In the wake of a deadly white supremacist rally in Charlottesville, Va., over the weekend, a number of Democrats have called for President Trump to purge the nationalist voices in the White House.
On Tuesday, Rep. Gwen Moore (D-Wis.) took that argument a long step forward, urging the removal of Trump, as well.
Moore, a member of the Congressional Black Caucus, said Trump’s remarks on Tuesday defending some of the white supremacist protesters in Charlottesville — while blaming counterprotesters, in part, for the eruption of violence that left one counterprotester dead — is evidence enough that Trump is unfit to serve as president of a country derived of multiculturalism.
As we once again hear Donald Trump defend those responsible for the deadly riot in Charlottesville and receive praise by hate groups like the KKK and neo-Nazis, the time has come for Republicans and Democrats to put aside our political differences and philosophical debates for a higher cause,” Moore said in a brief statement.
“For the sake of the soul of our country, we must come together to restore our national dignity that has been robbed by Donald Trump’s presence in the White House,” she added. “My Republican friends, I implore you to work with us within our capacity as elected officials to remove this man as our commander-in-chief and help us move forward from this dark period in our nation’s history.”
Moore is not the first Democrat to call for Trump’s ouster. Rep. Maxine Waters (D-Calif.) has suggested for months that Trump is unfit to serve as commander in chief. And earlier in the summer, Reps. Brad Sherman (D-Calif.) and Al Green (D-Texas) introduced articles of impeachment against the president.
The violence in Charlottesville — and Trump’s uneven response — has led to a new wave of condemnations from Democrats who have long accused the president of protecting the white nationalist voices that flocked to his campaign.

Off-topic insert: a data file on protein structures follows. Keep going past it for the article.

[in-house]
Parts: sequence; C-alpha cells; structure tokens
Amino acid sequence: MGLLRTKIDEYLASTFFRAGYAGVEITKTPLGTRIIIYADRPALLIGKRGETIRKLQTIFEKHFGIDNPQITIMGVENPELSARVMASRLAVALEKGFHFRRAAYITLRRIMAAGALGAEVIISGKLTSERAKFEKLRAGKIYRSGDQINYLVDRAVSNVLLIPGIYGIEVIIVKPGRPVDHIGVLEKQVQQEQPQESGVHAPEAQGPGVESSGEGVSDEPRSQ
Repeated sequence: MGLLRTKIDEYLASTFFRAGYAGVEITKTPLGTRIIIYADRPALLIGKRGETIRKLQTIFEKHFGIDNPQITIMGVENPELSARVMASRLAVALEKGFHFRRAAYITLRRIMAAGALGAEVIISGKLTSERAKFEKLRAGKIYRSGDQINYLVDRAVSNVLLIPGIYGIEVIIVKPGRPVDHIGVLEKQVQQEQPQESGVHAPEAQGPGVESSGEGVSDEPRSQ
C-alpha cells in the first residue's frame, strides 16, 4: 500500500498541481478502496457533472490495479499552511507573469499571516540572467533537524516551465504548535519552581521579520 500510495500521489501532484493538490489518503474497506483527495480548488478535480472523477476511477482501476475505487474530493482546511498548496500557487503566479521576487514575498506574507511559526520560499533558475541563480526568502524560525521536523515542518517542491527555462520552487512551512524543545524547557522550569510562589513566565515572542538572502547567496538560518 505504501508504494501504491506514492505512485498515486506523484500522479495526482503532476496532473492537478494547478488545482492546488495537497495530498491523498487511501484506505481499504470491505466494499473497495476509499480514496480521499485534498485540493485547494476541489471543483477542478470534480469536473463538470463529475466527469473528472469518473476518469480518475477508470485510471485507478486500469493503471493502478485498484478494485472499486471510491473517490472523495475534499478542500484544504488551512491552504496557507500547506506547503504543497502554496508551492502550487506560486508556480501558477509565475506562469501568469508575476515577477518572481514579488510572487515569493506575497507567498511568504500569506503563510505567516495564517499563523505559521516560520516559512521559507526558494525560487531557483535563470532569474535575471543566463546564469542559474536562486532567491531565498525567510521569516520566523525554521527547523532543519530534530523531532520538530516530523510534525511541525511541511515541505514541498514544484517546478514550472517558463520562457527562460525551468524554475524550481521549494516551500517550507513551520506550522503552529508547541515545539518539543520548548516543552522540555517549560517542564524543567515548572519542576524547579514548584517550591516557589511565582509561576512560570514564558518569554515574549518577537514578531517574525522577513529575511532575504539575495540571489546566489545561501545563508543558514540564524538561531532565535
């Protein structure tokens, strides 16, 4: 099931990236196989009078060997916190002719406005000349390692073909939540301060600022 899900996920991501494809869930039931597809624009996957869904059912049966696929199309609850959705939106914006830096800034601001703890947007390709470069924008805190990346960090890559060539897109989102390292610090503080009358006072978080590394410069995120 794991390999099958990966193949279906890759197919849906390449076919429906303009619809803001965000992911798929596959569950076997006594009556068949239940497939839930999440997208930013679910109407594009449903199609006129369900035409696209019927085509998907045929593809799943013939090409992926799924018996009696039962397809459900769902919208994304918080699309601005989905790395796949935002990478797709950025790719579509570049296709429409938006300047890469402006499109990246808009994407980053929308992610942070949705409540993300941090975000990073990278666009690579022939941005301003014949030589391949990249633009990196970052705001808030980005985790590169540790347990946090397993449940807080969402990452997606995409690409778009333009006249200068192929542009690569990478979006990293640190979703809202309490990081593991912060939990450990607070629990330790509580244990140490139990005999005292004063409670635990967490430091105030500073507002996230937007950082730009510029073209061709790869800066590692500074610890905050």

Trump poured fuel on those accusations on Tuesday in defending his initial response to the violence — in which he declined to name the white supremacist and neo-Nazi groups involved — and amplifying his early judgment that both sides of the protest bear the blame.
“You had a group on one side that was bad, and you had a group on the other side that was also very violent,” Trump said from Trump Tower in Manhattan. “Nobody wants to say that. But I’ll say it right now.”
Lawmakers on both sides of the aisle were quick to admonish the president, denouncing the white supremacist movement in no uncertain terms.
House Minority Leader Nancy Pelosi (D-Calif.) said Trump’s equivocal reaction “ignores the abhorrent evil of white supremacism.” And Speaker Paul Ryan (R-Wis.) said Congress ”must be clear” that “white supremacy is repulsive … [and] counter to all this country stands for.”
“There can be no moral ambiguity,” he said on Twitter.
The white nationalist groups that participated in Saturday’s march, meanwhile, have been emboldened by Trump’s remarks. David Duke, a former KKK leader, thanked the president for his “courage to tell the truth … and condemn the leftist terrorists.”
Such support was not overlooked by the Democrats, who are launching a new round of accusations that Trump is sheltering the most fringe elements of his base at the expense of the rest of the country.
“I never thought I would see the day when the president of United States would openly defend white supremacists,” said Rep. Cedric Richmond (D-La.), chairman of the Congressional Black Caucus.
“I call on my colleagues on both sides of the aisle to hold this president accountable.”